Meal Count Reconciliation QuestionsMB 05-219 attachment: Questions relating to conducting a five-day reconciliation in centers participating in the CACFP.
Questions Relating To Conducting A Five-Day Reconciliation In Centers Participating In The Child And Adult Care Food Program (CACFP)
- When must five-day reconciliations be conducted?
Answer: In accordance with the Code of Federal Regulations (CFR) sections 226.16(d)(4)(i) and (ii), a reconciliation of meal counts for five consecutive days must be included as a part of each facility review (i.e., each review of a sponsored center or a family day care home (FDCH) conducted by a sponsor. In addition, whenever a State agency (SA) conducts a facility review as part of its review of a sponsoring organization, each facility review must include a five-day reconciliation, in accordance with CFR Section 226.6(m)(4). Although CFR Section 226.6(m)(3)(ii) requires SA reviews of independent centers to include an assessment of the center's meal counting practices, the regulation does not require the SA to conduct five-day reconciliations in independent centers. [See Question # 5, below, regarding sponsored emergency shelters and at-risk snack programs.]
- How should a SA or sponsor monitor conduct a five-day reconciliation in a sponsored center that is reimbursed on a blended rate or a claiming percentage?
Answer: Since participant-specific reconciliations are usually not possible when the center is reimbursed on a blended rate or a claiming percentage, the aggregate (or total) daily meal count for each meal type must be compared to attendance and enrollment records. The following describes the process for conducting a five-day reconciliation of a sponsored center, whether the review is being conducted by the SA or by the center's sponsor.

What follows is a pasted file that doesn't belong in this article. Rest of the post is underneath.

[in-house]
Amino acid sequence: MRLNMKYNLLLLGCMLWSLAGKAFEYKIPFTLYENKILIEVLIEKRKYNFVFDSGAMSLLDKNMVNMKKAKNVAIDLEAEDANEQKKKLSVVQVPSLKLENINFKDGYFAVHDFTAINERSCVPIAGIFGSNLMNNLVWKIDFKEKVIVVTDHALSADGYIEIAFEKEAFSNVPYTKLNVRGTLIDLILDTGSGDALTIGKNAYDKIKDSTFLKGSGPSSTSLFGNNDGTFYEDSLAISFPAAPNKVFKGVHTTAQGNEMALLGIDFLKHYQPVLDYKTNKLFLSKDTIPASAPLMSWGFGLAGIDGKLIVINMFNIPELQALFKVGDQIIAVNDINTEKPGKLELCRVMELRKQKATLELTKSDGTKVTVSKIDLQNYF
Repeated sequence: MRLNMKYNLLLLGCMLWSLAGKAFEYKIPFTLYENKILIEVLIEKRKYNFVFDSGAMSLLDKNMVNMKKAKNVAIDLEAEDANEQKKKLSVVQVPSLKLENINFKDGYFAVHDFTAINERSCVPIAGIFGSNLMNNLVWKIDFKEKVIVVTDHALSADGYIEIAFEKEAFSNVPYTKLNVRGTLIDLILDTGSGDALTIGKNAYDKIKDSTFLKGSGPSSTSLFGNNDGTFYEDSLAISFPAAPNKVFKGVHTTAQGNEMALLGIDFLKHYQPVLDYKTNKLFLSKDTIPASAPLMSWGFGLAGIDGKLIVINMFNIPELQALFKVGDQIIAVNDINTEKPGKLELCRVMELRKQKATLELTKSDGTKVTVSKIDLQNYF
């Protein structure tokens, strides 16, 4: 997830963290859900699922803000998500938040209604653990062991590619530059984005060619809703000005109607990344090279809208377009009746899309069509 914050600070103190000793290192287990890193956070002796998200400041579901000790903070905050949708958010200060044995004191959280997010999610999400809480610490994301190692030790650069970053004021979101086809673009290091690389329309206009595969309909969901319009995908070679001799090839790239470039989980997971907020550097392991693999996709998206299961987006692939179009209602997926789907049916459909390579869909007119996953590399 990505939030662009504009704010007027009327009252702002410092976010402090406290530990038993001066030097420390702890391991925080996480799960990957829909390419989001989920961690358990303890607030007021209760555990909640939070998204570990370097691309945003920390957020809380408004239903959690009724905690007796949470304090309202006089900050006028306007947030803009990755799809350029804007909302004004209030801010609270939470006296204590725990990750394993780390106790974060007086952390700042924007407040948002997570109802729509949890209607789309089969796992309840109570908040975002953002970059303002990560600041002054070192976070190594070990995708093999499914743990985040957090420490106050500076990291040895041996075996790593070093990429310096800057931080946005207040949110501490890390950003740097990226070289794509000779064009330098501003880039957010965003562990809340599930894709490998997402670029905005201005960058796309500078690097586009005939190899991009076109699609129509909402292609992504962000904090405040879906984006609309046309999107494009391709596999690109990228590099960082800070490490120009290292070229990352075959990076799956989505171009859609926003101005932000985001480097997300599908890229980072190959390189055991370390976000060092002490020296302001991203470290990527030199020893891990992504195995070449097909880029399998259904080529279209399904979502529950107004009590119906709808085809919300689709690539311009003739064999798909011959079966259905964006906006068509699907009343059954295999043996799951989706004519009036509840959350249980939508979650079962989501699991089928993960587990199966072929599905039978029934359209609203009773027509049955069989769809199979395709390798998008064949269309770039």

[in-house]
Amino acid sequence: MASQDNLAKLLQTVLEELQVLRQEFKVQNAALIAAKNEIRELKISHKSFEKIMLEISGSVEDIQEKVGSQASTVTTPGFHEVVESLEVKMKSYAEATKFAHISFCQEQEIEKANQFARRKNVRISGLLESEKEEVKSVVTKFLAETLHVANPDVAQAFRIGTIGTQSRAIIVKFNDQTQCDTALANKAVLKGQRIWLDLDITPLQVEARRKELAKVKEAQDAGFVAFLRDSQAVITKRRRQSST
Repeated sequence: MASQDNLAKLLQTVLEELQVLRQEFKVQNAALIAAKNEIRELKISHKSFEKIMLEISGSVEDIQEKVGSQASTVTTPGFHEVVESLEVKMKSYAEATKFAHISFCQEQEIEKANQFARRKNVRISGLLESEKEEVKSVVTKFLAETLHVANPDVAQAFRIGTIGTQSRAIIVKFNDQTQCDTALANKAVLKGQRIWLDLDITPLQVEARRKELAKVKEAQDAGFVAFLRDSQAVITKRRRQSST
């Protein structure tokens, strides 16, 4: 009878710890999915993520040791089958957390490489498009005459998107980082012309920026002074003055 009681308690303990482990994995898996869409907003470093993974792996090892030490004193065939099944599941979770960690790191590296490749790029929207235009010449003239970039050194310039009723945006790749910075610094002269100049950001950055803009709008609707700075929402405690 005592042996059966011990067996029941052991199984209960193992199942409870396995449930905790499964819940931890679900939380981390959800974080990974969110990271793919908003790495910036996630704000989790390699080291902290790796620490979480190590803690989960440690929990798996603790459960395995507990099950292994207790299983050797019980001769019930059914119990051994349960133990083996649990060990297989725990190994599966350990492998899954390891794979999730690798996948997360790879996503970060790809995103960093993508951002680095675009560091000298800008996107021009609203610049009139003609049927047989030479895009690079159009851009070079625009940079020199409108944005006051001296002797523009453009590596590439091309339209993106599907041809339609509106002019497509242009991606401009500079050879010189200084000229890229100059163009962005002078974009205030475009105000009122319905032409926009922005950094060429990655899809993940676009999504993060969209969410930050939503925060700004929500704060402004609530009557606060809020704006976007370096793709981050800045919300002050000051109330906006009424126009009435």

Before conducting the actual reconciliation, the monitor must take two preliminary steps:
- Evaluate the center's enrollment and attendance records, to ensure that they are current and accurate.
- Compare the center's total meal counts to its licensed capacity. In accordance with CFR sections 226.17(b)(4) and 226.18(e), meal counts for any day or any shift (if shift care is provided) should never exceed licensed capacity.
The monitor is now ready to perform the actual five-day reconciliation.
The monitor should start by comparing the center's total enrollment to its recorded daily attendance, to ensure that the number of children in attendance does not exceed the number of children enrolled. If attendance does exceed enrollment, for any day or for any shift (if shift care is provided), the monitor must determine the source of the error (e.g., inaccurate attendance records, missing enrollment forms) before a five-day reconciliation can be completed.
Next, the monitor will compare the center's total attendance to its meal counts, for any day or any shift (if shift care is provided). The monitor will look at five consecutive days of aggregate meal counts for each approved meal type, to ensure that meal counts do not exceed the number of participants in attendance on any day, or for any shift.